Are you renting a car as part of your holiday travel? Some people will tell you to make sure you rent an all-wheel drive or four-wheel drive vehicle for winter driving, which is not a bad idea.
The truth is most new cars these days are front-wheel drive and handle fairly well in moderate snow. What you do want to make sure you get is a car with an anti-lock braking system. In general, the most dangerous part of driving in the snow is braking, particularly on a curve.
The big key is to adjust your driving for the conditions and make sure the car is prepared. Here are a few tips:
1) Slow down. And leave much more space between you and the car in front. In adverse driving conditions, there should be a six-second gap. At 55mph, that’s 486 feet between cars. Yes, more than a football field.
2) Make sure the car has all-season tires in good condition. Also check the spare.
3) Fill the gas tank when it goes below half. You don’t want to run out if you find yourself in a bad traffic jam or if you get stranded—fuel means heat.
4) Be sure you have a full tank of washer fluid.
5) Bring enough warm clothes—you probably won’t get stranded for many hours, but if you do, warm layers could literally be a lifesaver.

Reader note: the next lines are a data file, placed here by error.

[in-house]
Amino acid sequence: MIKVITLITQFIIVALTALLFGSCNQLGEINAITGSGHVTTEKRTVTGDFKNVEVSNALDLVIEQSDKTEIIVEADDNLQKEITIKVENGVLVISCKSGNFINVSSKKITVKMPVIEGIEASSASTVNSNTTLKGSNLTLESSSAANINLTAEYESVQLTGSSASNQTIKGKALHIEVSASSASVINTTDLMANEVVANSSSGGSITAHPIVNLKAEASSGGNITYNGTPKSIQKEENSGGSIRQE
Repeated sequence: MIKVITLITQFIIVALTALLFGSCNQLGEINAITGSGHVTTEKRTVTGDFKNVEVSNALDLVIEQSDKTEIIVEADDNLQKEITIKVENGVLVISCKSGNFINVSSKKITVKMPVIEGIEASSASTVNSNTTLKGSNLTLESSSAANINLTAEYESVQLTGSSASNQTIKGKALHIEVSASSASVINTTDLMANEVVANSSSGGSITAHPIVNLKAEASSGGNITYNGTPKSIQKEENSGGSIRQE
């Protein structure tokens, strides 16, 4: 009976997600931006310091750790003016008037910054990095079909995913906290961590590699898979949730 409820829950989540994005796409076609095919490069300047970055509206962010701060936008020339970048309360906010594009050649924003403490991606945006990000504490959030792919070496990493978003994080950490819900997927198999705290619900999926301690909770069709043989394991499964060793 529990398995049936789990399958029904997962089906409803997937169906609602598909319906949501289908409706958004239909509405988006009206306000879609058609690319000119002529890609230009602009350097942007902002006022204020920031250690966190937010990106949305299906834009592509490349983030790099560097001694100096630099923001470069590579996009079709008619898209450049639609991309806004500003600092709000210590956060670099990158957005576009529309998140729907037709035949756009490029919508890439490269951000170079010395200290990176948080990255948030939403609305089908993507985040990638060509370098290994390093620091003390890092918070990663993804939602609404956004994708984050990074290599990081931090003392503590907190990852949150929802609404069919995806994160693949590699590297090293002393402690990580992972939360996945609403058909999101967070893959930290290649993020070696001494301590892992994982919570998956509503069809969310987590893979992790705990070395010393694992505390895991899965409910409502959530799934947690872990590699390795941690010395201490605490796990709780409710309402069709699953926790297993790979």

6) Pick up an inexpensive shovel at a hardware store and toss it in the trunk, since there may be a good chance you’ll be in a less-populated area with lots of snow
7) Keep the rental company’s roadside assistance number handy.
8) Make sure you have good insurance—it might even be a good time to pay for the rental company’s collision damage waiver.
Driving in snow and making sure the rental car is ready for it involves a bit of patience. Like other patient acts of travel, it has its rewards. In this case, when you arrive safely at your destination, you can careen down a hill on some kind of sled, ski, or board and whoop like a maniac. That sounds like a happy holiday to me.
Information from CNTraveler.com by Eric Jordan.